Designer working on new city seal for Newton

The City of Newton has hired designer Sebastian Ellington Ebarb to design a new city seal.

Ebarb, who is a design professor at Northeastern University, is an experienced artist and has done city seal resigns for other communities, such as Natick. He is also Native American and has done many designs for Native communities and businesses.

The City Seal Redesign Group was first convened in the fall of 2020. They want a design that does not have an image of John Eliot evangelizing indigenous people, which the current seal does. The current seal also mentions Nonantum, which is what Eliot called his short-lived settlement but that is not near the present-day village of Nonantum. The City is also hoping for a design that will be simpler and easier to reproduce in a variety of formats.

“The City Seal is on everything, it’s everywhere,” noted Hattie Kerwin Derrick, Director of Community Engagement & Inclusion. “It should be as legible on a trash can as it is on letterhead.”

They put out the request for proposals in October 2023. They reviewed three, with a committee made up of Lisa Dady, the Director of Historic Newton, Shubee Sikka, an urban designer for the Newton Planning Department, Bill Humphrey from Ward 5 of the City Council, and Hattie Kerwin Derrick.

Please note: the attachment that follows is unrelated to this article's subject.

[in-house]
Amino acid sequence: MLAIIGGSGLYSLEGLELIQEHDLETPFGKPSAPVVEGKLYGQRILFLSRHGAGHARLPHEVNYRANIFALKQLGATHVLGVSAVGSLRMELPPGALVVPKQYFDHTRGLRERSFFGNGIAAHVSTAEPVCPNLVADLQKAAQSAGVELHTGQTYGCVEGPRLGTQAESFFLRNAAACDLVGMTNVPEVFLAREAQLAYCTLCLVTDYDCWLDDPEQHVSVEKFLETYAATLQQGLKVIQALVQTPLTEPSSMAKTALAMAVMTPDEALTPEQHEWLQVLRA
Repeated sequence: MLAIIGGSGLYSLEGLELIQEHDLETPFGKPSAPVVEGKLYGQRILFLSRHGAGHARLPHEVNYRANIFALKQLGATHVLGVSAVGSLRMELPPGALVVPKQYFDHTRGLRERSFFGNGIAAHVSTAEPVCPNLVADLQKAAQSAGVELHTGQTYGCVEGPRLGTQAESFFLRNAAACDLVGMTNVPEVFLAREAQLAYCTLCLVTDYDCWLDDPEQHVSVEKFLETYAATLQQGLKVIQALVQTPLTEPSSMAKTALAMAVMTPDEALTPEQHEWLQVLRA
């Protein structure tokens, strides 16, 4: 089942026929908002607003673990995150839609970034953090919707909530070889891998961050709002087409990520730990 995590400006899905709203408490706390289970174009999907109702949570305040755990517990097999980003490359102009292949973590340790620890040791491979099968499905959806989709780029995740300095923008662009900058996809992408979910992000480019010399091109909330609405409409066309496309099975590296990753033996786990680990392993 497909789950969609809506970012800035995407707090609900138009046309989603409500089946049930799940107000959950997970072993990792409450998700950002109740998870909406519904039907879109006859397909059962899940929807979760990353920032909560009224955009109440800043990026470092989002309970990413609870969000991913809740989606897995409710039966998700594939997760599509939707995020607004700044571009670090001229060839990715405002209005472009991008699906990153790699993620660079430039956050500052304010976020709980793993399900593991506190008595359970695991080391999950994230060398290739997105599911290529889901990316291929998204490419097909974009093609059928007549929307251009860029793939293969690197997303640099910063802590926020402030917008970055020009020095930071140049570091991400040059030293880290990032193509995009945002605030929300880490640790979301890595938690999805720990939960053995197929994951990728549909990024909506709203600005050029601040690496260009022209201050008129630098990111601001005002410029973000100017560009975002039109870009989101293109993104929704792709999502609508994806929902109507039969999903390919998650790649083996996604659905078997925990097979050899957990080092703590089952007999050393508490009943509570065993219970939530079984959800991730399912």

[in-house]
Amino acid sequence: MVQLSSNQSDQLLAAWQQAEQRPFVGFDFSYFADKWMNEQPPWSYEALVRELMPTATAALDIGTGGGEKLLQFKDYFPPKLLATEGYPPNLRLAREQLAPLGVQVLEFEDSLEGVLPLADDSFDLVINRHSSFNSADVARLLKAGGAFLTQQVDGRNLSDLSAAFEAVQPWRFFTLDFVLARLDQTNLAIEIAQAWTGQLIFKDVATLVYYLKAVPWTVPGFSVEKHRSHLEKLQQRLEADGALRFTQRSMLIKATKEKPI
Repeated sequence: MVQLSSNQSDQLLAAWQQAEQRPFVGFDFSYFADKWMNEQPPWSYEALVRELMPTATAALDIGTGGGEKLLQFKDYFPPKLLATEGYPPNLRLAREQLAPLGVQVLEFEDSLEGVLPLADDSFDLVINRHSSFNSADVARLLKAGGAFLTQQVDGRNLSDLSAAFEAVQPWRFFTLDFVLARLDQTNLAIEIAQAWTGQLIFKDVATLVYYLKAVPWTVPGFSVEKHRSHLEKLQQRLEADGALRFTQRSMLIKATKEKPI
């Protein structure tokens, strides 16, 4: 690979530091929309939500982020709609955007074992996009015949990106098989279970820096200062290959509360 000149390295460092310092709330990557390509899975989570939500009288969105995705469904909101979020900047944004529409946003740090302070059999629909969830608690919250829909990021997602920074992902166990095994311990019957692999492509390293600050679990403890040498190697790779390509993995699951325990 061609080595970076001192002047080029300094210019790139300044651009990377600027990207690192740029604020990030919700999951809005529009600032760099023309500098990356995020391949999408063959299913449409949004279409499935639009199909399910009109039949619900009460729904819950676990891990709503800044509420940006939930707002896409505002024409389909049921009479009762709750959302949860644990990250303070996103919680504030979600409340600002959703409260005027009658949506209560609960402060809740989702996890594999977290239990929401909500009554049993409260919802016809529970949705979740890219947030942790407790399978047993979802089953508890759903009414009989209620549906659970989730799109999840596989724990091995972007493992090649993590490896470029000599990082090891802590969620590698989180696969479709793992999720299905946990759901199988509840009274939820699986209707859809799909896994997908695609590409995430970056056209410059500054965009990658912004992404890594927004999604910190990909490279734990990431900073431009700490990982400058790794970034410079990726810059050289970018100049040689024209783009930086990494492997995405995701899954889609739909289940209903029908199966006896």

They hope the process will be done in ten months, “but we’re looking for the best product, so we can extend it,” Kerwin Derrick said. They want to ensure there is plenty of time for community feedback. The initial working group on the seal had 19 people, but the new one has six, including a representative from the City Council.

The report from the working group said they want to retain the circular shape and outer rings, but that they want to change the founding date to say “Founded in 1630 on Massachusett land.” They feel like 1688 and 1873 are optional. Whether or not to keep “liberty and union” will depend on the final design outcome.

The change will not happen immediately. “What we’re looking at is a phased in process,” said Kerwin Derrick.

This means that when the city buys something new, it will have the new seal on it. “We’re not changing things in the rotunda,” she added, referring to the seal that is inlaid at City Hall. They do however plan on having signage to explain it.

She said the response to the proposed redesign has been mixed. “There’s a group that really sees the need to change, and a group that wants to hold onto what we have,” she said. She added that the City has reached out to different local indigenous groups to ask their opinion on changing, and they’ve also had a mixed response.

The current seal dates to 1865, with slight changes when Newton became a city in 1874. The original designer is not known, but there were numerous depictions of John Eliot evangelizing that could have been used as a model. The location is now memorialized as Eliot Memorial Park at Eliot Memorial Road and Magnolia Street, near the Newton Commonwealth Golf Course. It’s likely that one of the people depicted is Waban, a Nipmuc man who converted after hearing Eliot preach in 1646. More about the origins of the current seal can be found here, prepared by Lisa Dady of Historic Newton.